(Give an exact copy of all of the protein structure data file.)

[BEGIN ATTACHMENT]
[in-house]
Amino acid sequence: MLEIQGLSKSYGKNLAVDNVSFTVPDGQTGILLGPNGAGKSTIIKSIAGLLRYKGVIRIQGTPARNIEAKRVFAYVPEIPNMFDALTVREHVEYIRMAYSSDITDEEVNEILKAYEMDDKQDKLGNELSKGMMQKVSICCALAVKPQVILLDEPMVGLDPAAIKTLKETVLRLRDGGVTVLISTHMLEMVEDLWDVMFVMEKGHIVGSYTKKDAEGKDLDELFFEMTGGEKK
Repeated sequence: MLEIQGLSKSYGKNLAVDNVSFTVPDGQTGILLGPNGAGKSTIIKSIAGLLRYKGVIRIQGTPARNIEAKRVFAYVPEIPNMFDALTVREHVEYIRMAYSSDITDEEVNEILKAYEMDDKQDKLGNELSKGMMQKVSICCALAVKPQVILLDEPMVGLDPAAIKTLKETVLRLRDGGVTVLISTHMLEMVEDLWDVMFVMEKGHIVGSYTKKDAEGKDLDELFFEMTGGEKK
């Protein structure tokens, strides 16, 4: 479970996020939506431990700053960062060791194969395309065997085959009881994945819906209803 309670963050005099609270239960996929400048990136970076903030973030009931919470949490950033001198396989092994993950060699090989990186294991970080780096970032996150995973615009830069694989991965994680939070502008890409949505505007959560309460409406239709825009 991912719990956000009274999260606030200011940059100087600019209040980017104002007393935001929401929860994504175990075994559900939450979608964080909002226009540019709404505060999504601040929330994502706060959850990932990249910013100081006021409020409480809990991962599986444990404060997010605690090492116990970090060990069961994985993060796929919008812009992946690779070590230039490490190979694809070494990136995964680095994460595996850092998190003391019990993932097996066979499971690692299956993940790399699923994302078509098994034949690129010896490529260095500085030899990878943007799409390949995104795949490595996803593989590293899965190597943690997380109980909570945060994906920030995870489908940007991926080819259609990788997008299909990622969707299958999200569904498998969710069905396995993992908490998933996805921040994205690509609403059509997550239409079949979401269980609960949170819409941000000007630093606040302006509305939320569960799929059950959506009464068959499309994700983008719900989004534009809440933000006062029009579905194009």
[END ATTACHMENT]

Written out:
[in-house]
Amino acid sequence: MLEIQGLSKSYGKNLAVDNVSFTVPDGQTGILLGPNGAGKSTIIKSIAGLLRYKGVIRIQGTPARNIEAKRVFAYVPEIPNMFDALTVREHVEYIRMAYSSDITDEEVNEILKAYEMDDKQDKLGNELSKGMMQKVSICCALAVKPQVILLDEPMVGLDPAAIKTLKETVLRLRDGGVTVLISTHMLEMVEDLWDVMFVMEKGHIVGSYTKKDAEGKDLDELFFEMTGGEKK
Repeated sequence: MLEIQGLSKSYGKNLAVDNVSFTVPDGQTGILLGPNGAGKSTIIKSIAGLLRYKGVIRIQGTPARNIEAKRVFAYVPEIPNMFDALTVREHVEYIRMAYSSDITDEEVNEILKAYEMDDKQDKLGNELSKGMMQKVSICCALAVKPQVILLDEPMVGLDPAAIKTLKETVLRLRDGGVTVLISTHMLEMVEDLWDVMFVMEKGHIVGSYTKKDAEGKDLDELFFEMTGGEKK
């Protein structure tokens, strides 16, 4: 479970996020939506431990700053960062060791194969395309065997085959009881994945819906209803 309670963050005099609270239960996929400048990136970076903030973030009931919470949490950033001198396989092994993950060699090989990186294991970080780096970032996150995973615009830069694989991965994680939070502008890409949505505007959560309460409406239709825009 991912719990956000009274999260606030200011940059100087600019209040980017104002007393935001929401929860994504175990075994559900939450979608964080909002226009540019709404505060999504601040929330994502706060959850990932990249910013100081006021409020409480809990991962599986444990404060997010605690090492116990970090060990069961994985993060796929919008812009992946690779070590230039490490190979694809070494990136995964680095994460595996850092998190003391019990993932097996066979499971690692299956993940790399699923994302078509098994034949690129010896490529260095500085030899990878943007799409390949995104795949490595996803593989590293899965190597943690997380109980909570945060994906920030995870489908940007991926080819259609990788997008299909990622969707299958999200569904498998969710069905396995993992908490998933996805921040994205690509609403059509997550239409079949979401269980609960949170819409941000000007630093606040302006509305939320569960799929059950959506009464068959499309994700983008719900989004534009809440933000006062029009579905194009």